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Thursday, 24 May 2018
Page: 4591

Taxation


Ms MACKLIN (Jagajaga) (14:13): My question is to the Prime Minister. What is the point of this Prime Minister and his government, given that his signature tax policy to give $80 billion to big business appears doomed? Is the Prime Minister's big business tax cut as doomed as his colleagues are claiming?


Mr MORRISON (CookTreasurer) (14:14): I thank the Prime Minister for the opportunity to respond to the member on the issue of taxation. Our side of the House, the government, believes that lower, simpler, fairer, more competitive taxes are good for the economy. It's reward for effort. It actually grows the economy. That's what we believe. As I said yesterday when the member for Fenner gave us the benefit of the behavioural impacts of the tax treatment on mammals in his own references to these matters, I was mistaken to think that the Labor Party actually supported lower and fairer taxes. But I have found the reason for the apparent contradiction in the Labor Party's view on this issue. It seems the member for Fenner is familiar with the work of Lord Layardthis was brought to our attention by Ross Gittins back in April of 2005—who wrote the book Happiness: Lessons from a New Science and, drawing on studies of vervet monkeys, concludes that we need to keep tax rates high to discourage people from working and to make them happier. 'Eureka!' the member for Fenner must have said: 'I've finally seen the light! Higher taxes are good for people!' and they've decided to go down the path of having higher taxes. Well, I've got some advice for the member for Fenner: stop listening to monkeys when you set tax policies.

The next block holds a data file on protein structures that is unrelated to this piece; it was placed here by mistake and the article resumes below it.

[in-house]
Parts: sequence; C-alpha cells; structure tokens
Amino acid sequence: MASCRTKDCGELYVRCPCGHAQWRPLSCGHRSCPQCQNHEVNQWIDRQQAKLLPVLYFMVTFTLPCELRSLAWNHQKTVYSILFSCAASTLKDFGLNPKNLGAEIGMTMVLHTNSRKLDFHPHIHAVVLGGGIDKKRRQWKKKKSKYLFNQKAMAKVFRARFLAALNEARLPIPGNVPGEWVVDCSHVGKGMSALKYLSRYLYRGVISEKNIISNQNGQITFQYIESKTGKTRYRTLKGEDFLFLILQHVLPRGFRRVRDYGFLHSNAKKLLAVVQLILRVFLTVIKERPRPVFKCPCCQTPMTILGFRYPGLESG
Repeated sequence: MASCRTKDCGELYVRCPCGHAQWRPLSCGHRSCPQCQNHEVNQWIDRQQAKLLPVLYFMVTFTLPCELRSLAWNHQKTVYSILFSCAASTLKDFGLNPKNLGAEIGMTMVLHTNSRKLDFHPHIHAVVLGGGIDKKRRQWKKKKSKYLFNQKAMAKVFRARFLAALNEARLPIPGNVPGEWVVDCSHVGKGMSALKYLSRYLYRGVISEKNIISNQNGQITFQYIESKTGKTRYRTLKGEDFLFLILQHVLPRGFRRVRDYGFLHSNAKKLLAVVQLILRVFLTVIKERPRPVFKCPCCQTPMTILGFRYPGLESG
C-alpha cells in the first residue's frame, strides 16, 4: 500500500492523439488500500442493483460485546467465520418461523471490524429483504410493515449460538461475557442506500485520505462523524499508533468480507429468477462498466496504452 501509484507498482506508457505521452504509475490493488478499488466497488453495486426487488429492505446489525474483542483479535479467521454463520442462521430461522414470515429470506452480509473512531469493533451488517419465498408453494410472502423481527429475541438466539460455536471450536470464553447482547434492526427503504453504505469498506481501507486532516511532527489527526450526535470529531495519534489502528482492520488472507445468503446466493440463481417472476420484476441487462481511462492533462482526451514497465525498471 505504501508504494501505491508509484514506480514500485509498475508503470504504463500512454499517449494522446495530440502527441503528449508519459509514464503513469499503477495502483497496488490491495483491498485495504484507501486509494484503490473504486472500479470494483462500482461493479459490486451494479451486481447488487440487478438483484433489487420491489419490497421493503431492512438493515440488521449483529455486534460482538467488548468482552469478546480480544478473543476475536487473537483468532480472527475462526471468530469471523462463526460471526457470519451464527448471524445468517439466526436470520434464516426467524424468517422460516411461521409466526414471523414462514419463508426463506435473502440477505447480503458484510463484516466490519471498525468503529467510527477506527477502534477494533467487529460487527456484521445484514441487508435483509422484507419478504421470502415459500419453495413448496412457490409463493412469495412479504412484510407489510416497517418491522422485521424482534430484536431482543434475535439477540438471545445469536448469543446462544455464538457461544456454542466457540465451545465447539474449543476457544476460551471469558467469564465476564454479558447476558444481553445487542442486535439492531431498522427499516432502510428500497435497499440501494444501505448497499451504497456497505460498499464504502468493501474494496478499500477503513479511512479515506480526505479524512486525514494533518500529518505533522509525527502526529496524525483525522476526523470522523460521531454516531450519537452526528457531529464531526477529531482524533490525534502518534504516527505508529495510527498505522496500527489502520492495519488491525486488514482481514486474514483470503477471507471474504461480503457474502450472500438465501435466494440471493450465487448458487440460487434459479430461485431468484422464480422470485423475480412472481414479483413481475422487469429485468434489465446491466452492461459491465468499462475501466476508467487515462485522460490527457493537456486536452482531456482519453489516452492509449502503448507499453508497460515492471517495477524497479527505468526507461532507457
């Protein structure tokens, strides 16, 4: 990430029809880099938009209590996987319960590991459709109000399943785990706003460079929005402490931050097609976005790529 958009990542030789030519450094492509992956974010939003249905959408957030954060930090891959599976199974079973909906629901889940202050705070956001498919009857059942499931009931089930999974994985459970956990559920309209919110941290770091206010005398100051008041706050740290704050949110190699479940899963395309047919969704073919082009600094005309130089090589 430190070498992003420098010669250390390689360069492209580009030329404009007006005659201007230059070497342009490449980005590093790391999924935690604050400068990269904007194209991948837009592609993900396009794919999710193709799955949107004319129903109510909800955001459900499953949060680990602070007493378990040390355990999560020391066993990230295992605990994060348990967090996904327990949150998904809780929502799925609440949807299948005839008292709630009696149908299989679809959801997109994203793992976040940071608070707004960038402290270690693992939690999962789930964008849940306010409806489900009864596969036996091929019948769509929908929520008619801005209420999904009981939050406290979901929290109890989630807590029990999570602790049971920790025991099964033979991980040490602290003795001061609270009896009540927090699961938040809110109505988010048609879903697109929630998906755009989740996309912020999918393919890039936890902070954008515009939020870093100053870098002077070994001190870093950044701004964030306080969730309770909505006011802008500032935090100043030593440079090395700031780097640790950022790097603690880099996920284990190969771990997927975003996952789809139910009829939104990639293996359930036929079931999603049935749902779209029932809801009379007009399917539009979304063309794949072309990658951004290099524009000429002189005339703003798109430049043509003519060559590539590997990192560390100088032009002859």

The SPEAKER: The member for McMahon on—

Mr Bowen interjecting

The SPEAKER: I haven't called the member for McMahon. The Treasurer has concluded his answer.